Thursday24 August 2017

Herzog & de Meuron and Ai Weiwei's Serpentine Pavilion opens

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Jacques Herzog invokes Olympic spirit - but no mention of the disappearing foundations

The 12th Serpentine Pavilion has been opened at a ceremony attended by its architects Jacques Herzog and Pierre de Meuron.

Their co-designer, Ai Weiwei, was unable to attend as he is still subject to a 12-month travel ban imposed by the Chinese authorities.

Instead the artist and dissident - who was detained for 81 days last year on trumped-up charges - addresseed the ceremony through a pre-recorded video.

Ai and Herzog and de Meuron previously collaborated on the Bird’s Nest stadium for the 2008 Beijing Olympics.

Herzog told the guests they were proud to have created a public space where citizens can congregate freely in a country whose human rights record lagged behind that achieved in the west after centuries of fighting.

There was no mention of the controversy surrounding their Serpentine pavilion. They originally promised to uncover and explore the foundations of the previous 11 pavilions. But excavations revealed there were no remains to be uncovered since Royal Parks rules insist that all traces be removed.

Serpentine Gallery co-director Hans Ulrich Obrist said it was fitting that the three should be reunited to work on a project in London in the city’s Olympic year.

But BD’s executive editor Ellis Woodman, who attended the opening ceremony, regretted that the Serpentine’s original vision of giving a platform to promising young architects had been turned into a “Top Trumps exercise in collecting the most famous architectural talent”.

He said: “This year’s pavilion has this feeling of having been a back-of-the-envelope sketch which has been translated by an office junior.

“This conceipt that the form has emerged through archaeological investigation really doesn’t stand up to scrutiny. In reality everything is clad in cork.”



Readers' comments (17)

  • zecks_marquise

    Well at least it will float when the flood comes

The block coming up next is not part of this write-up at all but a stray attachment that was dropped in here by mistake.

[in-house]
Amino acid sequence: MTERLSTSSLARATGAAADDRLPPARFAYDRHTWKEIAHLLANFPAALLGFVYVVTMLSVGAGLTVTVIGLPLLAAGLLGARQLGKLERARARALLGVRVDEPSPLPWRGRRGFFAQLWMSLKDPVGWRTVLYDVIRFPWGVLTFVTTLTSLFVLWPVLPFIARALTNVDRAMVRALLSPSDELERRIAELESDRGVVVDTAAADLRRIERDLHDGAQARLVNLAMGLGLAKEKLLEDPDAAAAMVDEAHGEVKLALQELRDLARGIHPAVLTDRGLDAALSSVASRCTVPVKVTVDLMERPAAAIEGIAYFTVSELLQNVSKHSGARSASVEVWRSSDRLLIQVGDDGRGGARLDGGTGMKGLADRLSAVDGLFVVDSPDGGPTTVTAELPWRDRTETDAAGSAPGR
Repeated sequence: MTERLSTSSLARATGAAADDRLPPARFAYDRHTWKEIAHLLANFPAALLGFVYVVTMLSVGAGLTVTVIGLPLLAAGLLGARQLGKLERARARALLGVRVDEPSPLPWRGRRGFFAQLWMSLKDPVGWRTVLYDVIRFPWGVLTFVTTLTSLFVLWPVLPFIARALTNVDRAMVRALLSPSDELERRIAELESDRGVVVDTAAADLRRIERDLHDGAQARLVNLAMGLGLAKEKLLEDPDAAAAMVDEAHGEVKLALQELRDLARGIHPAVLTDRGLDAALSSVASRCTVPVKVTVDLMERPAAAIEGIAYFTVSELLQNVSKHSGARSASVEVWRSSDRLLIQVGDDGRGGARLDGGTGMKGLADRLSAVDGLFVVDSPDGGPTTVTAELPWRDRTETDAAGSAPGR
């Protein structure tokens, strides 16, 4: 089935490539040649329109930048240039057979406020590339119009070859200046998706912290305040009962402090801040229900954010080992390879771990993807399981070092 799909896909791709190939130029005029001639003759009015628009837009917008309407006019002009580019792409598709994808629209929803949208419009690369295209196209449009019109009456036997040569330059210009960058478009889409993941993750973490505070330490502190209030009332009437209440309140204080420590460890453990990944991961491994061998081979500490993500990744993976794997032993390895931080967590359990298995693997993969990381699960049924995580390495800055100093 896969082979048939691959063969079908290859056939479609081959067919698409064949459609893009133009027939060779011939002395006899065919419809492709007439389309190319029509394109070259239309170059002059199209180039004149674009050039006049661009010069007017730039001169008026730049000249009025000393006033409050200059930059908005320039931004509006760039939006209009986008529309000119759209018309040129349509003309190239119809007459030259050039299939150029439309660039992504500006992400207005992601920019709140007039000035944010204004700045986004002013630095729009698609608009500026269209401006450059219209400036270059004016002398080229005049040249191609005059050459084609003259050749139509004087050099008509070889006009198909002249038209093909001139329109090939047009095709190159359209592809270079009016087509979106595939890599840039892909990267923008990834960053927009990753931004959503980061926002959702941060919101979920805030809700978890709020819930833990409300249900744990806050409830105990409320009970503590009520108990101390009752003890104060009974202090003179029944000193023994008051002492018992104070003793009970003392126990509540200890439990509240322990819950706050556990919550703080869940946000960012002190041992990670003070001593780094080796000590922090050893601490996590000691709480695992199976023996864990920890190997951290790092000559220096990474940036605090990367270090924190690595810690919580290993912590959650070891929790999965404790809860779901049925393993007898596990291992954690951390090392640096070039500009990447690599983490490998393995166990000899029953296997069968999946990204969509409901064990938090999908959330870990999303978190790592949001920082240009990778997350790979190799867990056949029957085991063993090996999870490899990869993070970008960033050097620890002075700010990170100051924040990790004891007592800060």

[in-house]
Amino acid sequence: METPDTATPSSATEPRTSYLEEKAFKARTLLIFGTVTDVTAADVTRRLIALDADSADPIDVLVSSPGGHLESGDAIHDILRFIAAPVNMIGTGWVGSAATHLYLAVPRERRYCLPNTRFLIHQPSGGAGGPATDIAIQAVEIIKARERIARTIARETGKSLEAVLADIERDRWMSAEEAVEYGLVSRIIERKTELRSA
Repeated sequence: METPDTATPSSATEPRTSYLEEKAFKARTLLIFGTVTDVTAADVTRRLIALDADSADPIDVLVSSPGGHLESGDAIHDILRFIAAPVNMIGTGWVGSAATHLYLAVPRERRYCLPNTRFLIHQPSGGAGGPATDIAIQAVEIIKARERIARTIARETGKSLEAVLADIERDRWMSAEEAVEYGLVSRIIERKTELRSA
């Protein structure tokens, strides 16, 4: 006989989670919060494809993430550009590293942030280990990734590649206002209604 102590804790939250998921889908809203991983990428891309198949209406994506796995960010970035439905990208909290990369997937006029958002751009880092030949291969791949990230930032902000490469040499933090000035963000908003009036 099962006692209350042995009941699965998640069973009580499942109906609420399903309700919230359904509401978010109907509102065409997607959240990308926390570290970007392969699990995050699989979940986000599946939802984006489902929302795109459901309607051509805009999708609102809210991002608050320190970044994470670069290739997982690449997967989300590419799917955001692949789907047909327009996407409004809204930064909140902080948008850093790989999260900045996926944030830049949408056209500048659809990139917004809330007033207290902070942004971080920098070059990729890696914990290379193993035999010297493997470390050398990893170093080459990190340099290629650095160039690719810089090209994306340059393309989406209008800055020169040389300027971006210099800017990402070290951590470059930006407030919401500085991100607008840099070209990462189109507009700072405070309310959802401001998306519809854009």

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  • does it match the CGI?

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  • It certainly doesn't seem to have much of the interest and invention that previous pavilions have had. Perhaps it's intended to be unmemorable, as transient as the non-existant foundations...

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  • Its a pond, how nice. With champagne corks below. Must be the left overs from the opening celebrations of the previous pavilions.

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  • Must say I expected better from such a good architect and artists combo. It's a bit....dull.

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  • Munter Roe

    Symbolic of nature reclaiming the earth from mans destructive influence.

    Global warming is a con.

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  • What's wrong with you all...it's beautiful.

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  • Well put, Ellis Woodman.

    It would also appear that the pond is supported on rather a large volume of hot air...

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  • Credit where credit is due:
    It is a beautiful installation.
    However, Ellis Woodman's comment re young architectural talent to be involved in the design of the pavillons should be taken seriously.

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  • Now that we have more pictures oto look at I'm still perplexed by where the "architecture" is. Why the arbitrary slicing off of part of the circle? Why not a more elegant edge detail? Why the seemingly afterthought of a lighting system with ugly exposed wiring and globular bulkhead lights? Imagine how much more exciting the lighting would have been with hundreds of inset LED spotlights in the floor bouncing off a more interesting soffit, and constantly changing as people walk through the space. Why...

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